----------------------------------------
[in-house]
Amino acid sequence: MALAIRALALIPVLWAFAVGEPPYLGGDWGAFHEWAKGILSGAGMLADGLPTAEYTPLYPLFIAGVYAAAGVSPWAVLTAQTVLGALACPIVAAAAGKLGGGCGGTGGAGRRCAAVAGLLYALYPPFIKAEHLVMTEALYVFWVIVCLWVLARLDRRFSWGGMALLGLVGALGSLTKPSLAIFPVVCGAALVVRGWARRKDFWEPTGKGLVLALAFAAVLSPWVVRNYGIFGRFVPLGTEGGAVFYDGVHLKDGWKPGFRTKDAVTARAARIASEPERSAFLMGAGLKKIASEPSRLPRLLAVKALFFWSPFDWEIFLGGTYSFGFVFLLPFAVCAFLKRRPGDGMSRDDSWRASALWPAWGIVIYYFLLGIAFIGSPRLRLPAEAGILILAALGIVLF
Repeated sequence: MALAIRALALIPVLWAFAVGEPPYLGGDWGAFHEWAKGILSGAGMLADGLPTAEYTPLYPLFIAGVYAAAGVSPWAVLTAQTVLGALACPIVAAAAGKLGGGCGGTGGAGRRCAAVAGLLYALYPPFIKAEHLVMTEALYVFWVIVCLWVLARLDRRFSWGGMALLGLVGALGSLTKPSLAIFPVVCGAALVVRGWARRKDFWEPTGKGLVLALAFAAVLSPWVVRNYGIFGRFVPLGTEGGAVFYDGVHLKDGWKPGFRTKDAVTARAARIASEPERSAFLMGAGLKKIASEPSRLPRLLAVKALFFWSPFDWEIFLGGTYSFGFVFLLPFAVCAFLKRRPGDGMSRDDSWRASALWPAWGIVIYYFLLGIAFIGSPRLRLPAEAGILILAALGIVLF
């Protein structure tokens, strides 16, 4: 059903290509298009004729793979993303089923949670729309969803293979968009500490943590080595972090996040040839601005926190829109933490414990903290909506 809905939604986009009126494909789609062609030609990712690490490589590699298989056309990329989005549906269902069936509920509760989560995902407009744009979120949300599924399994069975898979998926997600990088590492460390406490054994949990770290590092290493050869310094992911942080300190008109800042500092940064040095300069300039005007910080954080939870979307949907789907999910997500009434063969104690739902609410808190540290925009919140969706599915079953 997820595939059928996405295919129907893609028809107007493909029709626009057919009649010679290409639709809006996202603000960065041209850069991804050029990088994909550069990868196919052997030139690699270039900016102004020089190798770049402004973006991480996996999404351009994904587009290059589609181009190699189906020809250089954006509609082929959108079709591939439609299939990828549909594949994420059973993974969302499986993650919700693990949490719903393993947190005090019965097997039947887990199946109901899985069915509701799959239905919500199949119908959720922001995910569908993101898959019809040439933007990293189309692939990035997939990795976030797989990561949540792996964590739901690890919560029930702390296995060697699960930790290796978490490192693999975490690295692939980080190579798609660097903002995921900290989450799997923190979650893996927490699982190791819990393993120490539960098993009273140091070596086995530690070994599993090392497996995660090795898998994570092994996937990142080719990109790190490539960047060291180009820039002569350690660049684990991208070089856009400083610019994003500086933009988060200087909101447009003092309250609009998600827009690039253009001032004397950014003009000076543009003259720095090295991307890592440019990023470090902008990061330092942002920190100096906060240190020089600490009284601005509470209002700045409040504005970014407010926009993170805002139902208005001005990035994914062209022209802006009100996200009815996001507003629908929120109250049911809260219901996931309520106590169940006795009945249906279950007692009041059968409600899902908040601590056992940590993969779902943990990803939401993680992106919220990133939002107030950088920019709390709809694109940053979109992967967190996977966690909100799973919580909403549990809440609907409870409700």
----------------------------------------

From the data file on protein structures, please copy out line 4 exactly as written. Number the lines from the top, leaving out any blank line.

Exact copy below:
């Protein structure tokens, strides 16, 4: 059903290509298009004729793979993303089923949670729309969803293979968009500490943590080595972090996040040839601005926190829109933490414990903290909506 809905939604986009009126494909789609062609030609990712690490490589590699298989056309990329989005549906269902069936509920509760989560995902407009744009979120949300599924399994069975898979998926997600990088590492460390406490054994949990770290590092290493050869310094992911942080300190008109800042500092940064040095300069300039005007910080954080939870979307949907789907999910997500009434063969104690739902609410808190540290925009919140969706599915079953 997820595939059928996405295919129907893609028809107007493909029709626009057919009649010679290409639709809006996202603000960065041209850069991804050029990088994909550069990868196919052997030139690699270039900016102004020089190798770049402004973006991480996996999404351009994904587009290059589609181009190699189906020809250089954006509609082929959108079709591939439609299939990828549909594949994420059973993974969302499986993650919700693990949490719903393993947190005090019965097997039947887990199946109901899985069915509701799959239905919500199949119908959720922001995910569908993101898959019809040439933007990293189309692939990035997939990795976030797989990561949540792996964590739901690890919560029930702390296995060697699960930790290796978490490192693999975490690295692939980080190579798609660097903002995921900290989450799997923190979650893996927490699982190791819990393993120490539960098993009273140091070596086995530690070994599993090392497996995660090795898998994570092994996937990142080719990109790190490539960047060291180009820039002569350690660049684990991208070089856009400083610019994003500086933009988060200087909101447009003092309250609009998600827009690039253009001032004397950014003009000076543009003259720095090295991307890592440019990023470090902008990061330092942002920190100096906060240190020089600490009284601005509470209002700045409040504005970014407010926009993170805002139902208005001005990035994914062209022209802006009100996200009815996001507003629908929120109250049911809260219901996931309520106590169940006795009945249906279950007692009041059968409600899902908040601590056992940590993969779902943990990803939401993680992106919220990133939002107030950088920019709390709809694109940053979109992967967190996977966690909100799973919580909403549990809440609907409870409700």